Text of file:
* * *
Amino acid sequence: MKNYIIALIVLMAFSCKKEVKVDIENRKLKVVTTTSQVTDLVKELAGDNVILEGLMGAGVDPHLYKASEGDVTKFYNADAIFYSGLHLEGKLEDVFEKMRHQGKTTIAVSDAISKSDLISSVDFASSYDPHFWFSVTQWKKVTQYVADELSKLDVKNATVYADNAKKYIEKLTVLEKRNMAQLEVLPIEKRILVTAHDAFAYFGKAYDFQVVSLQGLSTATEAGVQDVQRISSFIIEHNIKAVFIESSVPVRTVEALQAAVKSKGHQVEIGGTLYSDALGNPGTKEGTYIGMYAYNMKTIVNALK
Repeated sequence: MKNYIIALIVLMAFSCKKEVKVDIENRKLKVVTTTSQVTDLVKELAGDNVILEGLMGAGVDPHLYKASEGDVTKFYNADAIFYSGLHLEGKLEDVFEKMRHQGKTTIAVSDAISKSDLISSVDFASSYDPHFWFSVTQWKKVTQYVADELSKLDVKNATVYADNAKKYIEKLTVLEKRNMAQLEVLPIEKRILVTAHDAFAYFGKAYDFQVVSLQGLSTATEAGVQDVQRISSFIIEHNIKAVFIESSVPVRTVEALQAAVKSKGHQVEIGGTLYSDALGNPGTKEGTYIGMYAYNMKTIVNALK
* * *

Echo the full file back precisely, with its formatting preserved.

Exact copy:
Amino acid sequence: MKNYIIALIVLMAFSCKKEVKVDIENRKLKVVTTTSQVTDLVKELAGDNVILEGLMGAGVDPHLYKASEGDVTKFYNADAIFYSGLHLEGKLEDVFEKMRHQGKTTIAVSDAISKSDLISSVDFASSYDPHFWFSVTQWKKVTQYVADELSKLDVKNATVYADNAKKYIEKLTVLEKRNMAQLEVLPIEKRILVTAHDAFAYFGKAYDFQVVSLQGLSTATEAGVQDVQRISSFIIEHNIKAVFIESSVPVRTVEALQAAVKSKGHQVEIGGTLYSDALGNPGTKEGTYIGMYAYNMKTIVNALK
Repeated sequence: MKNYIIALIVLMAFSCKKEVKVDIENRKLKVVTTTSQVTDLVKELAGDNVILEGLMGAGVDPHLYKASEGDVTKFYNADAIFYSGLHLEGKLEDVFEKMRHQGKTTIAVSDAISKSDLISSVDFASSYDPHFWFSVTQWKKVTQYVADELSKLDVKNATVYADNAKKYIEKLTVLEKRNMAQLEVLPIEKRILVTAHDAFAYFGKAYDFQVVSLQGLSTATEAGVQDVQRISSFIIEHNIKAVFIESSVPVRTVEALQAAVKSKGHQVEIGGTLYSDALGNPGTKEGTYIGMYAYNMKTIVNALK